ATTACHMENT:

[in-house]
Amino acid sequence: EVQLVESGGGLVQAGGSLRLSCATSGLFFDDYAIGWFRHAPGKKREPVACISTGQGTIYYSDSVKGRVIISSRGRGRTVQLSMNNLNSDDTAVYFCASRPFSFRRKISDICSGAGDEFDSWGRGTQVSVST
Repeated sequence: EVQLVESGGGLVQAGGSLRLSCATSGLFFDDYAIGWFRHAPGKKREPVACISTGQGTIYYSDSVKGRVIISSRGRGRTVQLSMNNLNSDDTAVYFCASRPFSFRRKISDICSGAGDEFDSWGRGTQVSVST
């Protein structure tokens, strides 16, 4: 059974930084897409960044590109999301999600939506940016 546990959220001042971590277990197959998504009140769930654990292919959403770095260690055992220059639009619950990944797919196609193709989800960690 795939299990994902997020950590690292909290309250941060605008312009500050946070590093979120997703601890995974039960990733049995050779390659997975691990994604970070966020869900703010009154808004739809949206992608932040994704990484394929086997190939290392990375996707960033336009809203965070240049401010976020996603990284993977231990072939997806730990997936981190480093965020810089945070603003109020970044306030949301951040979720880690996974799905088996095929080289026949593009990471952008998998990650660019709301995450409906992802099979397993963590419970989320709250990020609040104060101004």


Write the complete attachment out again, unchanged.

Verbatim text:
[in-house]
Amino acid sequence: EVQLVESGGGLVQAGGSLRLSCATSGLFFDDYAIGWFRHAPGKKREPVACISTGQGTIYYSDSVKGRVIISSRGRGRTVQLSMNNLNSDDTAVYFCASRPFSFRRKISDICSGAGDEFDSWGRGTQVSVST
Repeated sequence: EVQLVESGGGLVQAGGSLRLSCATSGLFFDDYAIGWFRHAPGKKREPVACISTGQGTIYYSDSVKGRVIISSRGRGRTVQLSMNNLNSDDTAVYFCASRPFSFRRKISDICSGAGDEFDSWGRGTQVSVST
């Protein structure tokens, strides 16, 4: 059974930084897409960044590109999301999600939506940016 546990959220001042971590277990197959998504009140769930654990292919959403770095260690055992220059639009619950990944797919196609193709989800960690 795939299990994902997020950590690292909290309250941060605008312009500050946070590093979120997703601890995974039960990733049995050779390659997975691990994604970070966020869900703010009154808004739809949206992608932040994704990484394929086997190939290392990375996707960033336009809203965070240049401010976020996603990284993977231990072939997806730990997936981190480093965020810089945070603003109020970044306030949301951040979720880690996974799905088996095929080289026949593009990471952008998998990650660019709301995450409906992802099979397993963590419970989320709250990020609040104060101004």